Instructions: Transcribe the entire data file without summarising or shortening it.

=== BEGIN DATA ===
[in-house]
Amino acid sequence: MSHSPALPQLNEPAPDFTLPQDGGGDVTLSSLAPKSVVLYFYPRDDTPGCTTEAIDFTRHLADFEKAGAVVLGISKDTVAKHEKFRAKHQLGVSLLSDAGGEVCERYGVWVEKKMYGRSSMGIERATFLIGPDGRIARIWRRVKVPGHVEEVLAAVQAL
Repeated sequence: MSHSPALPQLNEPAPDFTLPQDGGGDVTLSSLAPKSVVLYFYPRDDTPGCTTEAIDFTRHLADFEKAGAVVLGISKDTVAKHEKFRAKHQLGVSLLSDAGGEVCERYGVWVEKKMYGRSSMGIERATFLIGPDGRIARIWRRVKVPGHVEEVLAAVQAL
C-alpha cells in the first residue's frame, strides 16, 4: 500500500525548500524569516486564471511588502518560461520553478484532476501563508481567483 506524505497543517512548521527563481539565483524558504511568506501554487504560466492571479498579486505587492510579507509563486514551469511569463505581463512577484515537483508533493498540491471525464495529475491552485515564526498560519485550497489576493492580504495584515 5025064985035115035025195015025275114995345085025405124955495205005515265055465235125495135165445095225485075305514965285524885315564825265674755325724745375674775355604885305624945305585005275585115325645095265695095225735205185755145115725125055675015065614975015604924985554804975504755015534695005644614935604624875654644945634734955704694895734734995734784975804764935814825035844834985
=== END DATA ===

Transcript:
[in-house]
Amino acid sequence: MSHSPALPQLNEPAPDFTLPQDGGGDVTLSSLAPKSVVLYFYPRDDTPGCTTEAIDFTRHLADFEKAGAVVLGISKDTVAKHEKFRAKHQLGVSLLSDAGGEVCERYGVWVEKKMYGRSSMGIERATFLIGPDGRIARIWRRVKVPGHVEEVLAAVQAL
Repeated sequence: MSHSPALPQLNEPAPDFTLPQDGGGDVTLSSLAPKSVVLYFYPRDDTPGCTTEAIDFTRHLADFEKAGAVVLGISKDTVAKHEKFRAKHQLGVSLLSDAGGEVCERYGVWVEKKMYGRSSMGIERATFLIGPDGRIARIWRRVKVPGHVEEVLAAVQAL
C-alpha cells in the first residue's frame, strides 16, 4: 500500500525548500524569516486564471511588502518560461520553478484532476501563508481567483 506524505497543517512548521527563481539565483524558504511568506501554487504560466492571479498579486505587492510579507509563486514551469511569463505581463512577484515537483508533493498540491471525464495529475491552485515564526498560519485550497489576493492580504495584515 5025064985035115035025195015025275114995345085025405124955495205005515265055465235125495135165445095225485075305514965285524885315564825265674755325724745375674775355604885305624945305585005275585115325645095265695095225735205185755145115725125055675015065614975015604924985554804975504755015534695005644614935604624875654644945634734955704694895734734995734784975804764935814825035844834985